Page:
With the Acetaminophen MDL and Zantac MDL as prominent examples, plaintiffs have recently shifted their focus away from prescription drugs, where proof of use may be harder to show, to over-the-counter drugmakers, retailers, and distributors as targets of mass tort litigation. In the Acetaminophen MDL, for example, plaintiffs named retailers and pharmacies, such as Wal-Mart, Costco, CVS, Walgreens, and Target as defendants selling the over-the-counter drug acetaminophen (also sold under the brand name Tylenol), but did not also name the manufacturers or holders of federal regulatory approval to manufacture, market, and label such products. Unlike prescription drugs where product identification and proof of use may be fully dispositive issues, and where the learned intermediary doctrine and testimony from prescribers may present summary judgment grounds, over-the-counter drugs have fewer factual and legal obstacles. And while federal preemption may present strong defenses for the manufacturers of such drugs, plaintiffs may not encounter as many legal obstacles when they focus on the marketing activity or dispensing of retail pharmacies. We expect this shift in focus and attempt to evade the industry’s strongest legal defenses to continue well into 2023 and beyond.
Federal Rules Committee Changes and the Long-Awaited Restoration of the Court as the Gatekeeper
The Federal Rules Committee continues to explore rule changes to help better manage mass torts, such as proof of injury and proof of use requirements, as well as other novel tools in an MDL court’s arsenal to avoid the dumping of dubious claims into large MDLs for years without scrutiny from the court. To that end, the Committee on Rules of Practice and Procedure’s MDL Subcommittee is considering a new Rule 16.1 to address the court’s role in managing MDLs. While additional work is needed to complete this process, and relief may be more than a year away, the proposals appear headed in a positive direction for litigants.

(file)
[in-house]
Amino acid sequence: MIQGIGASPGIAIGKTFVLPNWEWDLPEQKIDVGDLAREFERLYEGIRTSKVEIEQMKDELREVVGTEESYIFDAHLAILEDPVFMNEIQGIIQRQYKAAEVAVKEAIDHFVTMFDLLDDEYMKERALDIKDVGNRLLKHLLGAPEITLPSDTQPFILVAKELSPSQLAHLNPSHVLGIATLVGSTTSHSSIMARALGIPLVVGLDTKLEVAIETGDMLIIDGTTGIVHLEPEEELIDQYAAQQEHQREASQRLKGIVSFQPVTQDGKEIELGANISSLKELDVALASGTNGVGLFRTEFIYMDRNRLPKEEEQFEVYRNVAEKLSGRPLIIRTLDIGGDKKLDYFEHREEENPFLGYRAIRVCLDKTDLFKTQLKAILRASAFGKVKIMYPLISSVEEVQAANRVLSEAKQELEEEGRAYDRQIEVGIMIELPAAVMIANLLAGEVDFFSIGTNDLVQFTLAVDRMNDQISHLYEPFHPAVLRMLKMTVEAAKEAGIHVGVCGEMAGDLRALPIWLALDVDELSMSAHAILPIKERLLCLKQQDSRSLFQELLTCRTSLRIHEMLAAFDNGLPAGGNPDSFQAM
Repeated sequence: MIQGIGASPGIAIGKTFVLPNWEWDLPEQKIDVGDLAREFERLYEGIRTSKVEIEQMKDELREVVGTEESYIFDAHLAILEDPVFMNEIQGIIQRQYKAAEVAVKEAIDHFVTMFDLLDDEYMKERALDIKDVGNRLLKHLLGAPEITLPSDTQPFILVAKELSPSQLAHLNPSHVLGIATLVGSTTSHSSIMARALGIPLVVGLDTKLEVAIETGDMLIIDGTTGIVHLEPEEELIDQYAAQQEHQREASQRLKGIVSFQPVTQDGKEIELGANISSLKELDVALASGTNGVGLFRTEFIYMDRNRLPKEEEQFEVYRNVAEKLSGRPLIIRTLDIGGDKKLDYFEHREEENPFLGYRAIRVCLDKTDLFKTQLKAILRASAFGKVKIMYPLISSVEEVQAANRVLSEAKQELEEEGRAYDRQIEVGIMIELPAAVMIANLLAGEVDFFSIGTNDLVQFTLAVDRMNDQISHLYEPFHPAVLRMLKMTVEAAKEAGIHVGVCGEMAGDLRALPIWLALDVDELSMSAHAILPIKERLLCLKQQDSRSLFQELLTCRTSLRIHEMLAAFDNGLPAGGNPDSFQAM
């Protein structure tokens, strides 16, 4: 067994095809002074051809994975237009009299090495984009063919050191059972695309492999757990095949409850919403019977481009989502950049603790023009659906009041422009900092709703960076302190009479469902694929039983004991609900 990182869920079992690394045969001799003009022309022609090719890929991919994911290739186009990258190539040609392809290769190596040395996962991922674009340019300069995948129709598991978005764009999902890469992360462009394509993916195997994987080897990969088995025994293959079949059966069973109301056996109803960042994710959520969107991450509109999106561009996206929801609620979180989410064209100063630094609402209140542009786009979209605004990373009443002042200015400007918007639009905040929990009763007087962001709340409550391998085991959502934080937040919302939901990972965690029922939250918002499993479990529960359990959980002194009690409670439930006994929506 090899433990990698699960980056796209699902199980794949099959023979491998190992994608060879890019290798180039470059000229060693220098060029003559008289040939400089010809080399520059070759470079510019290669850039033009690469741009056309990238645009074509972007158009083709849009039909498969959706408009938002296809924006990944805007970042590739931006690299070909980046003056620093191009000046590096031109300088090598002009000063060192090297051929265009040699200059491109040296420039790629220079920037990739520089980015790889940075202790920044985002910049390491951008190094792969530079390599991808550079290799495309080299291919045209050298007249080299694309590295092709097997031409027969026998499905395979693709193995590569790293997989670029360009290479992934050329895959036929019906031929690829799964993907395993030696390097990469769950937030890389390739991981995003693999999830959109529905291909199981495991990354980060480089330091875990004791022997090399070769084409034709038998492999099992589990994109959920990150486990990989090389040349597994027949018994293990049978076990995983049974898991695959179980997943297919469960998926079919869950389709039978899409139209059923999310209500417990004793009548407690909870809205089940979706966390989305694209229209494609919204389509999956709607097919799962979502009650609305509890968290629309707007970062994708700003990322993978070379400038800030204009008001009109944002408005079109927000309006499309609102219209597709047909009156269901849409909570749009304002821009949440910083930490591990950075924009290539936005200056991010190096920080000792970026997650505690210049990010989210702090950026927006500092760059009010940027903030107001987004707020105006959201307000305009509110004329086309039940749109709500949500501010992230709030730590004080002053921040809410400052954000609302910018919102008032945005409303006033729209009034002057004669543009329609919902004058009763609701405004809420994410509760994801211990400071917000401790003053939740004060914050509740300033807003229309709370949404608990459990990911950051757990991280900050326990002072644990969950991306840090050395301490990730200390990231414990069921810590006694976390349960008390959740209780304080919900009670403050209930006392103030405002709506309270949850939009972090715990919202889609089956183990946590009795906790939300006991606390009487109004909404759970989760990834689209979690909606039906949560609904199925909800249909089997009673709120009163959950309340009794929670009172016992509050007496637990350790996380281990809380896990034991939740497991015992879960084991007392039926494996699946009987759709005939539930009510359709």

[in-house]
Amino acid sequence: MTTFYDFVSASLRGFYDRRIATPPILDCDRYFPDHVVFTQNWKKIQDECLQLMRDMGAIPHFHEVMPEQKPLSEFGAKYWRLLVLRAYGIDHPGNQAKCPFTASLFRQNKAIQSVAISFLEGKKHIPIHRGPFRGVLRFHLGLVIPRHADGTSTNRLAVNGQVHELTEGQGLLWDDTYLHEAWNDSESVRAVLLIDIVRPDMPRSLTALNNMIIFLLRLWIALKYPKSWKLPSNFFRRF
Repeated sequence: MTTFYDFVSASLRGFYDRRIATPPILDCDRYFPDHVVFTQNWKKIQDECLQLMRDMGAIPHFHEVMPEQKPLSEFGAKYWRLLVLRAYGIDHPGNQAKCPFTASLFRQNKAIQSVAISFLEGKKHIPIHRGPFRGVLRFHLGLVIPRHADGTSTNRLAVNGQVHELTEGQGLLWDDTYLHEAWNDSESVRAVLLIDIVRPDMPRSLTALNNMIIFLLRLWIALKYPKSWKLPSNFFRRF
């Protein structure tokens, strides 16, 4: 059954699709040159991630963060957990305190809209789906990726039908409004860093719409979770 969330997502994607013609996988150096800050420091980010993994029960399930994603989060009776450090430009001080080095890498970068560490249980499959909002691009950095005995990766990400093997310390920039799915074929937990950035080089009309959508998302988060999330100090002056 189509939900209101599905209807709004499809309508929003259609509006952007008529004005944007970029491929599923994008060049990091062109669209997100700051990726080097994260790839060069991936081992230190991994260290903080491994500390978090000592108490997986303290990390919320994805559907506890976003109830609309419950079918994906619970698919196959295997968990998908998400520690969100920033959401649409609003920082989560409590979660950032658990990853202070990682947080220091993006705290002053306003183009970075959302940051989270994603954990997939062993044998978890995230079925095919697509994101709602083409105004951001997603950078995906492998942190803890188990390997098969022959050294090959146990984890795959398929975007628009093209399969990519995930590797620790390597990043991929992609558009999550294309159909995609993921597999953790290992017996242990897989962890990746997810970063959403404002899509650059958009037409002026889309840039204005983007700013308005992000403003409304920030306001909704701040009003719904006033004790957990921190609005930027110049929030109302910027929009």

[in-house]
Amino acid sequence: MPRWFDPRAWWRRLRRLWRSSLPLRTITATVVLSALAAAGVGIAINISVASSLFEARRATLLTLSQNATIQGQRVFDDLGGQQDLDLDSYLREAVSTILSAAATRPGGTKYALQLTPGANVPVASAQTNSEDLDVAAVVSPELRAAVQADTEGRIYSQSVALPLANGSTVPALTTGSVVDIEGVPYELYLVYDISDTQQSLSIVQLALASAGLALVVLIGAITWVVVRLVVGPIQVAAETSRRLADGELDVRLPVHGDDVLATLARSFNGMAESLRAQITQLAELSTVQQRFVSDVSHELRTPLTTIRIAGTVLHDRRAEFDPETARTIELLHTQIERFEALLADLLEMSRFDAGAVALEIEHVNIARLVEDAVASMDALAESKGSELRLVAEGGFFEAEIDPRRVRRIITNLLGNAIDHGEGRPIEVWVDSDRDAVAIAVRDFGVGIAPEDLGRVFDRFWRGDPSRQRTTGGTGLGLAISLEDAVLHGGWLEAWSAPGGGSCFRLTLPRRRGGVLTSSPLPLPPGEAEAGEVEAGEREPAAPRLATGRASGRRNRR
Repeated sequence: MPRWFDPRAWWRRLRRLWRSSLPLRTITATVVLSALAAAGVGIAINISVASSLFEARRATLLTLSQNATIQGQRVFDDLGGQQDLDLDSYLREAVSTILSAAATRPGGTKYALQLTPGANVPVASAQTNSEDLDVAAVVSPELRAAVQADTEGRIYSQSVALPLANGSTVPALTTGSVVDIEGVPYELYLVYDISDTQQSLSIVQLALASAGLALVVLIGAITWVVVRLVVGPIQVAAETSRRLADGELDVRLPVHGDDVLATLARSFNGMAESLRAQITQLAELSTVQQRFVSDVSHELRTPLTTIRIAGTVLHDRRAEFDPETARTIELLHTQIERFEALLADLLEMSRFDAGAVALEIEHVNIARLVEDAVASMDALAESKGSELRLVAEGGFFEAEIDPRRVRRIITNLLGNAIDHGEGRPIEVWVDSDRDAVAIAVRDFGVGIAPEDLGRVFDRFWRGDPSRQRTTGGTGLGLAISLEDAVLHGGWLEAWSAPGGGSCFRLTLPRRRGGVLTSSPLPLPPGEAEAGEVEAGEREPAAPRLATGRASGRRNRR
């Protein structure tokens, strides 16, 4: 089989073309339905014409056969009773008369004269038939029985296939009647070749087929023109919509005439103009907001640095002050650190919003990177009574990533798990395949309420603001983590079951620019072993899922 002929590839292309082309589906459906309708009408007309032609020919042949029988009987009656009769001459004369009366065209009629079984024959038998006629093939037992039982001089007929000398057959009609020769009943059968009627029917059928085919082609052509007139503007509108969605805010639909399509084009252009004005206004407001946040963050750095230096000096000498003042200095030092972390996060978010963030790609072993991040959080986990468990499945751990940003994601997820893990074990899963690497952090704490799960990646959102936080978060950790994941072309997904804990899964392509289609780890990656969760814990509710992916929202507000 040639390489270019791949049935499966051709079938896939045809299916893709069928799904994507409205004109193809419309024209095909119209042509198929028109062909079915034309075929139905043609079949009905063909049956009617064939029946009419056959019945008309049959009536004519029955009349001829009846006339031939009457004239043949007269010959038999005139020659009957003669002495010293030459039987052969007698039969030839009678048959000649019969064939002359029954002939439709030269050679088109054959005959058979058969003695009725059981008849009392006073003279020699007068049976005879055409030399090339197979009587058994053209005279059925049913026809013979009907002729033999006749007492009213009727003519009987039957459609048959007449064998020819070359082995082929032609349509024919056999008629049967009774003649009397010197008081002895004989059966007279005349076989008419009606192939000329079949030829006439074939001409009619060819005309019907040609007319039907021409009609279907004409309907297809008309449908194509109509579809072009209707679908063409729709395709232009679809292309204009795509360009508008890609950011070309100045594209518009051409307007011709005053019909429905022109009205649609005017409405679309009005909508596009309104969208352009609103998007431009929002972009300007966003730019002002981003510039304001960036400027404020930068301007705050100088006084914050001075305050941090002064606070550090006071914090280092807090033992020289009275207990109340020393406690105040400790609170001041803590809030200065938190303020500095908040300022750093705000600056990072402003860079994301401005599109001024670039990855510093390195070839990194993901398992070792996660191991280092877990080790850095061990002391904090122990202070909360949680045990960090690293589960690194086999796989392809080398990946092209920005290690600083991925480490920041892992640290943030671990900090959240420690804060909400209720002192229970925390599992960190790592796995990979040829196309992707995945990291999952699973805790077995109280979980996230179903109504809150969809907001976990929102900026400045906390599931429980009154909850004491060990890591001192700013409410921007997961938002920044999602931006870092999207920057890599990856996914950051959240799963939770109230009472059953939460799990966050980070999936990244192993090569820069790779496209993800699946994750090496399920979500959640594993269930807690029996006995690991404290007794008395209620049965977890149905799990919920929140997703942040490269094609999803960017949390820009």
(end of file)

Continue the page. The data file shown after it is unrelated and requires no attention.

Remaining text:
Long-awaited changes to Federal Rule of Evidence 702 may finally restore federal courts to their proper “gatekeeping function.” The Advisory Committee on the Federal Rules of Evidence unanimously approved a proposal to amend FRE 702 and the comment period has since closed, paving the way for a new and approved rule to go into effect as soon as December 2023. The two proposed changes are to (1) expressly add a “more likely than not” standard to the admissibility requirements of the rule, and that (2) the expert’s opinion is a reliable application of the principles and methods to the fact. The first proposed change will codify that the proponent of the expert testimony must first show the court that “more likely than not,” it has satisfied the reliability requirements of the rule. The second change requires the court to then also determine whether the opinion is a reliable application of methods and principles, thus requiring the court to look at the conclusions of the opinion itself. Taken together, the court will no longer be able to kick expert challenges to the jury on the grounds it goes to weight and not admissibility. And the comments confirm that prior courts deferring challenges to expert testimony as those of weight, and not admissibility, were incorrect under Rules 702 and 104. The amended rule ensures the trial judge first evaluates whether the expert opinion is reliable and therefore admissible, leaving it for the jury to then decide weight and credibility.